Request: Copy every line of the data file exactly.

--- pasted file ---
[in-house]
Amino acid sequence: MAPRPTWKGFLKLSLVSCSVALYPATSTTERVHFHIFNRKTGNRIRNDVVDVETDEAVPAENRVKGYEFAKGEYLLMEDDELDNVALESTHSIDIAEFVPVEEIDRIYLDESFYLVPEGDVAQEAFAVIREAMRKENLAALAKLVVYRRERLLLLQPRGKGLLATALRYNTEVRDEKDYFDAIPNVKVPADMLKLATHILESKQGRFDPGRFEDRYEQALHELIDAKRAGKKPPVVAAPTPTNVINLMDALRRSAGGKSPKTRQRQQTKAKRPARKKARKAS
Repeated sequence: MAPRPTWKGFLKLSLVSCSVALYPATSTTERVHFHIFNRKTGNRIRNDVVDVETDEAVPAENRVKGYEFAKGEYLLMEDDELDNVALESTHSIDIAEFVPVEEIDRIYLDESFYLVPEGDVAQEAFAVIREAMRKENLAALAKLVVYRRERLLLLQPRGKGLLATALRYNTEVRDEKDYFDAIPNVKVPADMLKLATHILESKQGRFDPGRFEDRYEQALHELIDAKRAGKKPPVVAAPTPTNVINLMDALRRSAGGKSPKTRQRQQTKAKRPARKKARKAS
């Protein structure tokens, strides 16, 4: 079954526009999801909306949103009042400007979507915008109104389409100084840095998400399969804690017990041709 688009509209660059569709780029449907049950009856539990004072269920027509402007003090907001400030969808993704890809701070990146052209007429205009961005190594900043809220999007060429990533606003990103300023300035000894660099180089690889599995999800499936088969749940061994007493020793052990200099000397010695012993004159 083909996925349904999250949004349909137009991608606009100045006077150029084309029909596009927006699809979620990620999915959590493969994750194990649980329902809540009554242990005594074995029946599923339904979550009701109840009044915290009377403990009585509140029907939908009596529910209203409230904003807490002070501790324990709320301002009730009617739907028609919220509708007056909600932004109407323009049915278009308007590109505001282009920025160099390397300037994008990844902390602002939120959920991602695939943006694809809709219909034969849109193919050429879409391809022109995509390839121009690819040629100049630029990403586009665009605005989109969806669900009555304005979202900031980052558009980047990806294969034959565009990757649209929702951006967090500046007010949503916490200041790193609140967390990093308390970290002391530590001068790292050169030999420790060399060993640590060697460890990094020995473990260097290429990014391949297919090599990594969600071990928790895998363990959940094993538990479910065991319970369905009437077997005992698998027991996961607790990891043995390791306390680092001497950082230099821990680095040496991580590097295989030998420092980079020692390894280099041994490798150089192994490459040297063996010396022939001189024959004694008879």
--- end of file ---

[in-house]
Amino acid sequence: MAPRPTWKGFLKLSLVSCSVALYPATSTTERVHFHIFNRKTGNRIRNDVVDVETDEAVPAENRVKGYEFAKGEYLLMEDDELDNVALESTHSIDIAEFVPVEEIDRIYLDESFYLVPEGDVAQEAFAVIREAMRKENLAALAKLVVYRRERLLLLQPRGKGLLATALRYNTEVRDEKDYFDAIPNVKVPADMLKLATHILESKQGRFDPGRFEDRYEQALHELIDAKRAGKKPPVVAAPTPTNVINLMDALRRSAGGKSPKTRQRQQTKAKRPARKKARKAS
Repeated sequence: MAPRPTWKGFLKLSLVSCSVALYPATSTTERVHFHIFNRKTGNRIRNDVVDVETDEAVPAENRVKGYEFAKGEYLLMEDDELDNVALESTHSIDIAEFVPVEEIDRIYLDESFYLVPEGDVAQEAFAVIREAMRKENLAALAKLVVYRRERLLLLQPRGKGLLATALRYNTEVRDEKDYFDAIPNVKVPADMLKLATHILESKQGRFDPGRFEDRYEQALHELIDAKRAGKKPPVVAAPTPTNVINLMDALRRSAGGKSPKTRQRQQTKAKRPARKKARKAS
């Protein structure tokens, strides 16, 4: 079954526009999801909306949103009042400007979507915008109104389409100084840095998400399969804690017990041709 688009509209660059569709780029449907049950009856539990004072269920027509402007003090907001400030969808993704890809701070990146052209007429205009961005190594900043809220999007060429990533606003990103300023300035000894660099180089690889599995999800499936088969749940061994007493020793052990200099000397010695012993004159 083909996925349904999250949004349909137009991608606009100045006077150029084309029909596009927006699809979620990620999915959590493969994750194990649980329902809540009554242990005594074995029946599923339904979550009701109840009044915290009377403990009585509140029907939908009596529910209203409230904003807490002070501790324990709320301002009730009617739907028609919220509708007056909600932004109407323009049915278009308007590109505001282009920025160099390397300037994008990844902390602002939120959920991602695939943006694809809709219909034969849109193919050429879409391809022109995509390839121009690819040629100049630029990403586009665009605005989109969806669900009555304005979202900031980052558009980047990806294969034959565009990757649209929702951006967090500046007010949503916490200041790193609140967390990093308390970290002391530590001068790292050169030999420790060399060993640590060697460890990094020995473990260097290429990014391949297919090599990594969600071990928790895998363990959940094993538990479910065991319970369905009437077997005992698998027991996961607790990891043995390791306390680092001497950082230099821990680095040496991580590097295989030998420092980079020692390894280099041994490798150089192994490459040297063996010396022939001189024959004694008879």